Albert Leslie SINGLETON
Eyes blue, Hair light brown, Complexion fair
From the historic gold fields of NSW
With thanks to family member Rob Cunneen for permission to use the story published on the Orange City Council wiki site (Albert Leslie Singleton) as the heart of this story of Fromelles soldier, Albert Singleton.
DNA search: Do you know Albert’s SINGLETON relatives here or in England?
He is one of the Fromelles soldiers still missing with events surrounding his death reported in evidence to the Red Cross including.
-- “We were in German second line at Fromelles. “
-- “…killed in a German trench”
-- “He fell back dead in an advanced position, land left in German hands.”
Albert was in a location likely to have been buried in the mass graves. As at November 2019, 166 of the 250 in the Fromelles mass graves have been identified through family DNA. We are still seeking suitable DNA for Albert.
While one mt DNA donor has donated DNA, a second is needed.
But importantly, none of Albert’s immediate family in Australia carry the Y DNA that we are seeking. Thus, we need assistance to locate family connected to the Singleton grandparents and great grandparents who came from the district around Whitehaven, Cumberland, UK. This latter part of the search is specific to males named Singleton. See search results and the DNA box at the end of the story for more detail.
Albert Singleton was born in 1887, the youngest of eight, in Lewis Ponds, just to the east of the town of Orange in New South Wales. His parents were Thomas John Isaac Singleton 1818-1907 and Margaret Cunneen 1847-1929. Of their eight children, two unnamed boys died around birth and Walter died aged 3 which left five children surviving to adulthood – John 1874, Maud 1875, Arthur 1879, Lilly 1884 and Albert 1887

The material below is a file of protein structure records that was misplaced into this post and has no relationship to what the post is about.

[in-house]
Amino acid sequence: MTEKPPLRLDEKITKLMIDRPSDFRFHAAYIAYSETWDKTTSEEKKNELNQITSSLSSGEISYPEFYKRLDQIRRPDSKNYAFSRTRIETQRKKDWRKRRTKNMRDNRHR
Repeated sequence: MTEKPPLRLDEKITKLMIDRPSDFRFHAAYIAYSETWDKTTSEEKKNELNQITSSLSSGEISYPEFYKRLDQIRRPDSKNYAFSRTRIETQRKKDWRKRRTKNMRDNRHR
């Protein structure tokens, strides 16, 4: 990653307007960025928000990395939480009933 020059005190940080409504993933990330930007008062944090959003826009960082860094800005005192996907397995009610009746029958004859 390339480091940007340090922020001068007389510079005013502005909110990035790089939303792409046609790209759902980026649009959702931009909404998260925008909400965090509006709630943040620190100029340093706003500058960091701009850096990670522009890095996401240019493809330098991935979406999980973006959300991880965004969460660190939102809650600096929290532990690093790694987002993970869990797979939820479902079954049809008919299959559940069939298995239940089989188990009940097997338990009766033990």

According to his death certificate, Albert’s father, Thomas, was born Whitehaven, Cumberland in about 1818. His mother, Margaret Cunneen, was born about 1847 in Ireland – in Kilnasoolagh, County Clare. They married in Orange in 1872.
We presume that Thomas began as a digger on the goldfields at Lewis Ponds – he certainly had a gold lease – and stayed on to run a business, being described as a hotel and storekeeper at the time of his marriage and for many years thereafter.
A newsy article about a trip to Lewis Ponds in 1874 gives an insight into the life of the area at the time, including mention of the Singleton family:
“….Lewis Ponds, which is, without doubt, a fine open country, and a most healthy and delightful spot. I was surprised to see on this gold-field, which is not the case on many, splendid well stocked gardens, which are cultivated during the intervals of other work. The houses of the miners are also very comfortable-looking habitations, and cleanliness, which is “next to godliness" is the order of the day on this green valley.
……..The population of this place number over 200, and are about petitioning for a post-office. At present they labour under the disadvantage of a trip to the Ophir, distant five miles.
……I was also informed that a school is much wanted, and that a petition has just started for signature, to apply to the Council for aid. I observed a good many healthy-looking children running about, able for school. I wish them every success in as this - “Tis education forms the common mind, just as the twig is bent the tree's inclined”
There are two stores, one kept by Mr Whiting, the other by Mr Singleton; the latter does the principal business, as he has a " pub", and butcher's shop in connection - a very neat clean compact brick building, and outhouses, everything in its place. The hostess is a very civil and obliging business woman. I was told that the servant girl went for water, the other day, and brought up 2 dwts.18grs. of coarse gold, a rich bucket of water!
A Flytrap attracted my notice, a very simple and effective trap, Mr Singleton's own design, made out of a common deal, fixed in the window, in the shape of a horizontal V, apex out, upper part of window darkened, all blow flies in the store go into this, and cannot get out, and die very soon.”
Singleton’s “pub”, store and butchery described in the article above was run by the family from 1872 until 1920. Because it was a substantial brick structure, the building still survives, but is now called Wildwood Cottage. The rest of the old 19th century village of Lower Lewis Ponds has disappeared.